Stuart Nash conflicted on TPP opposition

Steven Joyce has highlighted the fact that a number of Labour MPs actively supported and spoke at Trans Pacific Partnership protests on Saturday. He also poited out that this may conflict with Labour’s interest in promoting regional development.

NZ Herald: Labour MPs’ TPP protests under fire:

Mr Joyce, the Economic Development Minister, said Labour tried to suggest it was generally in favour of TPP and trade deals as a way of backing regional New Zealand but then attended anti-TPP rallies, including in Hawkes Bay.

“I think they are certainly split on it but it also shows they haven’t got any discipline on it either.”

He was most surprised at the attendance of Mr Nash, of Napier, one of the few MPs Labour has from regional New Zealand.

“These trade deals are about the meat industry, the apple industry, the wine industry, the horticultural industry, all those food areas getting access to some of the biggest populations in the world and lowering their tariffs and he is wandering along to an anti-TPP rally.”

I think that’s a fair point, especially for a Hawkes bay MP.

Mr Nash was one of at least six Labour MPs who took part in nationwide marches on Saturday, as was Labour’s trade spokesman, David Parker, who spoke at the Dunedin rally. Others were Phil Twyford, Ruth Dyson, Megan Woods, and Clare Curran, while Jacinda Ardern apologised for her absence.

And Labour’s trade spokeperson David parker was also supporting protests agaist a trade agreement.

Nash defended his involvement.

Mr Nash said he had been an importer and trader for eight years.

“I support free trade, without a question of a doubt, but it is not free trade at any cost.

“I know how valuable trade can be … but I have real concerns about this free trade agreement.

“Because we have no idea what is in this agreement, it is impossible to support it.”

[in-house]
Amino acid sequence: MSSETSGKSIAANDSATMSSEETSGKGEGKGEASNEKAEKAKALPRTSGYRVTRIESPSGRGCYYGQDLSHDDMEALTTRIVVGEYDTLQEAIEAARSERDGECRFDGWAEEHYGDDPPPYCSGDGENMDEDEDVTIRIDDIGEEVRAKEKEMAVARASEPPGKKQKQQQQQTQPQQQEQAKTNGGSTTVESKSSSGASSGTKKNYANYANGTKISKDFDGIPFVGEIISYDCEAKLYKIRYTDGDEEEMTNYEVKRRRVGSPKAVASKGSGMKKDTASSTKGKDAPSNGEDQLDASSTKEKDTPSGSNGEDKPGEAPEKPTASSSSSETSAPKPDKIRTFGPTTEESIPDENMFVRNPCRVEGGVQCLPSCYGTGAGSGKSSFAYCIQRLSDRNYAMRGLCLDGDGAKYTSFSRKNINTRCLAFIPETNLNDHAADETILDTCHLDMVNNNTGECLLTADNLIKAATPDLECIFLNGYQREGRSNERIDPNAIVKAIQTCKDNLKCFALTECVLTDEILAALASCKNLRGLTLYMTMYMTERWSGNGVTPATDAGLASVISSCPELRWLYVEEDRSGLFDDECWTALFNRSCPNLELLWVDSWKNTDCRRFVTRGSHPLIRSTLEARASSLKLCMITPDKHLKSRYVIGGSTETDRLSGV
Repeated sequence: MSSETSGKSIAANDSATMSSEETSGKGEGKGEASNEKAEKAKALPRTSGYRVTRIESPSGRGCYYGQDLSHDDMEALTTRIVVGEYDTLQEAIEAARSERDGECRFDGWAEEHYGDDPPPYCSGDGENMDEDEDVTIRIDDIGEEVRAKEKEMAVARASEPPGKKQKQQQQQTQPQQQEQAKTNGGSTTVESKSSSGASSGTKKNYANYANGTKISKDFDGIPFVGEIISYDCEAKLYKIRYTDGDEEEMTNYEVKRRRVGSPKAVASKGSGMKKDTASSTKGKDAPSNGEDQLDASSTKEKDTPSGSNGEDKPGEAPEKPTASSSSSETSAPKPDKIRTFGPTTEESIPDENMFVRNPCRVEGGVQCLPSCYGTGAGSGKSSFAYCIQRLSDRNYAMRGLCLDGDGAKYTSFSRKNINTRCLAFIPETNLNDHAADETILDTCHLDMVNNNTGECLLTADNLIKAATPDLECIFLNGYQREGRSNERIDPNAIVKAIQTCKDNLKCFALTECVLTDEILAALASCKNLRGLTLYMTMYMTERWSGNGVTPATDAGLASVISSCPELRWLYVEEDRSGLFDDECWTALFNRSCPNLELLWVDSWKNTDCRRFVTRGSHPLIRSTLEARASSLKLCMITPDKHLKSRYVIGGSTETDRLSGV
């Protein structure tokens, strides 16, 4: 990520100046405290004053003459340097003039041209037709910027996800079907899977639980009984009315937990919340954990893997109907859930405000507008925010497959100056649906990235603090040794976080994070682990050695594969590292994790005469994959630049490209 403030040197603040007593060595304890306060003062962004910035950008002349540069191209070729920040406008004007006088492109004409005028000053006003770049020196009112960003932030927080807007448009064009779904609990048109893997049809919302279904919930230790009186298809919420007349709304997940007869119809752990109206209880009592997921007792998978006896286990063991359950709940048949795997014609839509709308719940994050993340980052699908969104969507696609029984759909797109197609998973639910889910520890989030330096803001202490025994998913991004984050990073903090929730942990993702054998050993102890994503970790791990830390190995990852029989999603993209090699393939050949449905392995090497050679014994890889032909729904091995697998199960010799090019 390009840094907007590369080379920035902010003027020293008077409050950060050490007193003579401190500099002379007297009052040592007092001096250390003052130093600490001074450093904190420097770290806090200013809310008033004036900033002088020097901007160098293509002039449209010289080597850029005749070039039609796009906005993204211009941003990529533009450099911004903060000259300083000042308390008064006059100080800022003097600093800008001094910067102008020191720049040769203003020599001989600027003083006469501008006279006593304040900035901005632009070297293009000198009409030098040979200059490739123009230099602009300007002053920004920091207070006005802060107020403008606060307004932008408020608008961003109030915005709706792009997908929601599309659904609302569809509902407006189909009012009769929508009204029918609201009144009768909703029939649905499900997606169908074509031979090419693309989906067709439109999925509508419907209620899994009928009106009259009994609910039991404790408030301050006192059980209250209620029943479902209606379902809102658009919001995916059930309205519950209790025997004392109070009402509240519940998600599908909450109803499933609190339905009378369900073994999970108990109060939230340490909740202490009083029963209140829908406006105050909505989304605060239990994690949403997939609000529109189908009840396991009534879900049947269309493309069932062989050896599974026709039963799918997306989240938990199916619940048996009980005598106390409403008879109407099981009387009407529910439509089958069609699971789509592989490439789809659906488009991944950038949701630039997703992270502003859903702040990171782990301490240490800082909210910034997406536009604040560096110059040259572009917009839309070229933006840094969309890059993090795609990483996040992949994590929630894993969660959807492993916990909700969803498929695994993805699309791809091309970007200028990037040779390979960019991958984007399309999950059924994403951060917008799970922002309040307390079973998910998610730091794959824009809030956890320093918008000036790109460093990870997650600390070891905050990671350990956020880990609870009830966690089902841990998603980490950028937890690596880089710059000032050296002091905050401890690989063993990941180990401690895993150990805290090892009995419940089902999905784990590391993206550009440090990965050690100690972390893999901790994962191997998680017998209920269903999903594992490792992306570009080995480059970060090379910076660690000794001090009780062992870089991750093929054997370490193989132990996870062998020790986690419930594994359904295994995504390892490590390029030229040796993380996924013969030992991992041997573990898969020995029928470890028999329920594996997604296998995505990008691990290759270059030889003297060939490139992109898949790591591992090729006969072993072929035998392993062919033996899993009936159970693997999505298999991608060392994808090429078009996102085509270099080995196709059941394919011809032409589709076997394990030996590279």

He has no idea what’s in the agreement but has real concerns about it and says it is “impossible to support it.”

I’m not sure whay he’s so ignorant about it, I’ve heard quite a bit about what might be in the agreement, should it be signed.

But why is his default position (if he really has ‘no idea’ what might be in the agreement) to oppose the TPP when it could potentially be of significant benefit to the region he represents?

Shouldn’t he be arguing for an agreement that’s favourable?

Nash and Labour seem to have a strategy of opposing anything the Government is working on, even when they would almost certainly be supporting the policies and initiatives if they were in Government, the TPP and flag change beig current prominent examples.

They might be credible if they opposed specific aspects of the agreement that have been publicised, but claiming total ignorance and appearing to totally oppose the TPP looks like a party entrenced in Opposition.

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7 Comments

  1. Mike C

     /  17th August 2015

    If Nash keeps this sort of behaviour up, then there is a very good chance that he may not get voted back by his constituents in 2017.

    His own personal point of view has to come second to that of the people who gave him his job. Nash needs to look after his Voters first and foremost, not the Labour Party.

    Reply
  2. Howick Boy

     /  17th August 2015

    “’m not sure whay he’s so ignorant about it, I’ve heard quite a bit about what might be in the agreement, should it be signed.”

    Please advise what you’ve heard. I’ve heard that medicines “may” be rising in price.

    Reply
  3. Why would Labour be opposed to an agreement they “have no idea what is in this agreement”?